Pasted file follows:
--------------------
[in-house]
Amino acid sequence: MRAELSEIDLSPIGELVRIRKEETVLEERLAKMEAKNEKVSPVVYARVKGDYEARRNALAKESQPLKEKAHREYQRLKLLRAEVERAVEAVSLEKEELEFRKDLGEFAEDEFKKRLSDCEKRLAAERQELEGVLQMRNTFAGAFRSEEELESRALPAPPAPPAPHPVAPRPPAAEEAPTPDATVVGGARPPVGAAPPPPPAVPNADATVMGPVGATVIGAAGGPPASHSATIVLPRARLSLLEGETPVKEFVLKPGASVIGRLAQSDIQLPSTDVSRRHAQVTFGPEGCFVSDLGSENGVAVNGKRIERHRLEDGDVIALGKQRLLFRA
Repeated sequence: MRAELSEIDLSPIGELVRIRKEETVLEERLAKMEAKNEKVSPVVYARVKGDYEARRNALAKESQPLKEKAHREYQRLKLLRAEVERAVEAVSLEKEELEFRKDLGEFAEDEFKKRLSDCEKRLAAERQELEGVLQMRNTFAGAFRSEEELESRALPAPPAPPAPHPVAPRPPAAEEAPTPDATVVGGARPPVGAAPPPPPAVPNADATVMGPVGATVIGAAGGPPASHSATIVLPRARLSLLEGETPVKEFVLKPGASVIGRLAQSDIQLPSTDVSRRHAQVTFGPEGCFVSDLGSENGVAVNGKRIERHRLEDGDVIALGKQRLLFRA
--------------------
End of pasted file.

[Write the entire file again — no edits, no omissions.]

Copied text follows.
[in-house]
Amino acid sequence: MRAELSEIDLSPIGELVRIRKEETVLEERLAKMEAKNEKVSPVVYARVKGDYEARRNALAKESQPLKEKAHREYQRLKLLRAEVERAVEAVSLEKEELEFRKDLGEFAEDEFKKRLSDCEKRLAAERQELEGVLQMRNTFAGAFRSEEELESRALPAPPAPPAPHPVAPRPPAAEEAPTPDATVVGGARPPVGAAPPPPPAVPNADATVMGPVGATVIGAAGGPPASHSATIVLPRARLSLLEGETPVKEFVLKPGASVIGRLAQSDIQLPSTDVSRRHAQVTFGPEGCFVSDLGSENGVAVNGKRIERHRLEDGDVIALGKQRLLFRA
Repeated sequence: MRAELSEIDLSPIGELVRIRKEETVLEERLAKMEAKNEKVSPVVYARVKGDYEARRNALAKESQPLKEKAHREYQRLKLLRAEVERAVEAVSLEKEELEFRKDLGEFAEDEFKKRLSDCEKRLAAERQELEGVLQMRNTFAGAFRSEEELESRALPAPPAPPAPHPVAPRPPAAEEAPTPDATVVGGARPPVGAAPPPPPAVPNADATVMGPVGATVIGAAGGPPASHSATIVLPRARLSLLEGETPVKEFVLKPGASVIGRLAQSDIQLPSTDVSRRHAQVTFGPEGCFVSDLGSENGVAVNGKRIERHRLEDGDVIALGKQRLLFRA